Global Investors Wrongly Consider Canada As Another Saudi Arabia

The S&P is down 0.97% year-to-date (YTD).Canada’s benchmark S&P/TSX Composite Index on the other hand has declined by 10.6% YTD making it one of the worst performers in the developed world.

The rout in commodity prices and crude oil prices has spooked global investors. These investors have taken a negative view of Canadian equity market.

The following chart shows the correlation between oil prices and non-resource stocks:

Click to enlarge

TSX Oil Non-resources stock correlation

Source: A Not-So-Sweet ‘16, CIBC

The chart shows that there’s been a rising correlation between oil prices and non-resource stocks which include stocks that actually benefit from lower oil prices or the drop in the C$ that oil prices have helped engender.

According to the author Avery Shenfeld, this chart shows that investors are starting to see Canada as another Saudi Arabia. He also noted Canadian stocks to be attractive from a valuation standpoint. From the report:

That’s a sign that global investors are starting to see Canada as another Saudi Arabia, a gross overstatement. So too has been the widening of the PE discount on TSX non-resource stocks relative to their S&P 500 counterparts that trade at a multiple some three points higher. Our model, driven off Canadian and US growth, interest and exchange rates, points to a return to moderate gains in non-resource corporate revenues in 2016 (Chart 3). Although some importers will see a margin squeeze, more broadly, non-resource sector firms should see at least some margin improvement on sales generated in US dollars against costs in Canadian dollars. Resource stocks need a better global backdrop, but the rest of the TSX now looks attractive from a valuation perspective.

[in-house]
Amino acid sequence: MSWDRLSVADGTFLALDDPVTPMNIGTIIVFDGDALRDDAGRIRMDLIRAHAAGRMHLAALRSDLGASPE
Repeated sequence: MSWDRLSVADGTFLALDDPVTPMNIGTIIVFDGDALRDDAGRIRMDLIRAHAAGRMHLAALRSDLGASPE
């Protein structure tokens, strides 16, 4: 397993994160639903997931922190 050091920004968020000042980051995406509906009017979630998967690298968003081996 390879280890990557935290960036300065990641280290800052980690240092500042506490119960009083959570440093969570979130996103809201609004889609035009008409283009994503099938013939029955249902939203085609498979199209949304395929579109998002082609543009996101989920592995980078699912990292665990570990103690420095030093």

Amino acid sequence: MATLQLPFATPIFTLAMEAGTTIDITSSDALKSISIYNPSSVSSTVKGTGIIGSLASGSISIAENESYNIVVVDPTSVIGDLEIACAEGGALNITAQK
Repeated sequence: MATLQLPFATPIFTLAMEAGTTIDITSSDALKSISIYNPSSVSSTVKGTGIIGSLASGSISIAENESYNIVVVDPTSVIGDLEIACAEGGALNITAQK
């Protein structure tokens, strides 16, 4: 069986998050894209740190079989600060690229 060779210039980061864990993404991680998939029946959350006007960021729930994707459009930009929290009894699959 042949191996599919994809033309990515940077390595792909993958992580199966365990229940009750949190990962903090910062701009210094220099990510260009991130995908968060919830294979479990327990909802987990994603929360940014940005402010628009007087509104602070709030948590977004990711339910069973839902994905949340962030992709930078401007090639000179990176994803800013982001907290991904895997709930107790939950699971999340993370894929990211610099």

Canadian Firms Revenues Chart


I agree with Avery’s assessment. Canada is more than just oil and other commodities. The chart below shows the sector composition of the TSX Composite:

Click to enlarge

SP TSX Composite Index Sector Breakdown

Source: S&P

Energy constitutes only about 19% of the index. However investors not only sold energy names but also financials and others. With respect to financials, investors fear banks’ exposure to the energy industry. But this fear may be unfounded. Though banks have exposures to energy sector, they are well diversified and a bust in the energy sector is not going to derail them completely. So investors with a long-term view can consider adding non-energy Canadian stocks at current levels.

Some of the Canadian stocks that offer long-term opportunities include: Bank of Montreal (BMO), Bank of Nova Scotia (BNS), Royal Bank of Canada (RY), Toronto-Dominion Bank (TD), Canadian National Railway Co (CNI), TELUS Corp (TU), BCE Inc (BCE), etc.

Disclosure: BMO, BNS, EY, TD, CNI

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